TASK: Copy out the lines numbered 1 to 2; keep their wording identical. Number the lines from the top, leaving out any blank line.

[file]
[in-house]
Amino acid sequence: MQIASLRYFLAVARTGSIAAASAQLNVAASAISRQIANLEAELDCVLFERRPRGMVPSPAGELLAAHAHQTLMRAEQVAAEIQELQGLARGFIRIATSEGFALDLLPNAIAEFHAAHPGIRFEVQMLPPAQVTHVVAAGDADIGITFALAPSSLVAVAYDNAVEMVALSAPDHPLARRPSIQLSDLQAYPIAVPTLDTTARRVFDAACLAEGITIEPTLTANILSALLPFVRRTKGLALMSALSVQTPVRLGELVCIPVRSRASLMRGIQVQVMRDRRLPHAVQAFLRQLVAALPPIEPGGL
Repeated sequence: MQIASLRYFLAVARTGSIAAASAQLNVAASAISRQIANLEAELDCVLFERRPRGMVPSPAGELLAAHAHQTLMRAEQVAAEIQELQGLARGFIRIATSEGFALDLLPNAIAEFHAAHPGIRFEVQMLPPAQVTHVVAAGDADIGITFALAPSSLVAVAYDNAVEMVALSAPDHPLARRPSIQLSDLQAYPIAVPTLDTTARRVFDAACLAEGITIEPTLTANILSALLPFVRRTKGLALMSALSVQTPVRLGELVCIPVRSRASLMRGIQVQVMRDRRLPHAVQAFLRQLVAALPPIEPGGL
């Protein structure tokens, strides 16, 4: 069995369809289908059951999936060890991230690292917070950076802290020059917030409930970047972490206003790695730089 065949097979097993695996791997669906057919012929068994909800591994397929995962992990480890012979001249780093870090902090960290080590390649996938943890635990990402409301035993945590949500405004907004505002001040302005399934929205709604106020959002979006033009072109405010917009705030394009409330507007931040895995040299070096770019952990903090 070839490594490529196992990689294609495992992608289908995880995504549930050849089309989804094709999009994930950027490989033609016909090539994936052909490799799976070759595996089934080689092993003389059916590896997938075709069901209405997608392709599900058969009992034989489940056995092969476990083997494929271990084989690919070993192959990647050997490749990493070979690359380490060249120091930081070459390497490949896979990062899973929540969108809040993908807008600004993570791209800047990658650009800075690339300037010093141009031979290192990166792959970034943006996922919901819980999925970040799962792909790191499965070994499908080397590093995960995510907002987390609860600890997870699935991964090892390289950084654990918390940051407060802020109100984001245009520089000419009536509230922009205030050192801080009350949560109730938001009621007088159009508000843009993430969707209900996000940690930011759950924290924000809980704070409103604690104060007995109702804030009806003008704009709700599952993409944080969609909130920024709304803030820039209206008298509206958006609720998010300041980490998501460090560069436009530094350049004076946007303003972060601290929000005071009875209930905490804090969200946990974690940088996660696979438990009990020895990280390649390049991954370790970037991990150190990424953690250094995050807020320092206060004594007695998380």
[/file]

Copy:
[in-house]
Amino acid sequence: MQIASLRYFLAVARTGSIAAASAQLNVAASAISRQIANLEAELDCVLFERRPRGMVPSPAGELLAAHAHQTLMRAEQVAAEIQELQGLARGFIRIATSEGFALDLLPNAIAEFHAAHPGIRFEVQMLPPAQVTHVVAAGDADIGITFALAPSSLVAVAYDNAVEMVALSAPDHPLARRPSIQLSDLQAYPIAVPTLDTTARRVFDAACLAEGITIEPTLTANILSALLPFVRRTKGLALMSALSVQTPVRLGELVCIPVRSRASLMRGIQVQVMRDRRLPHAVQAFLRQLVAALPPIEPGGL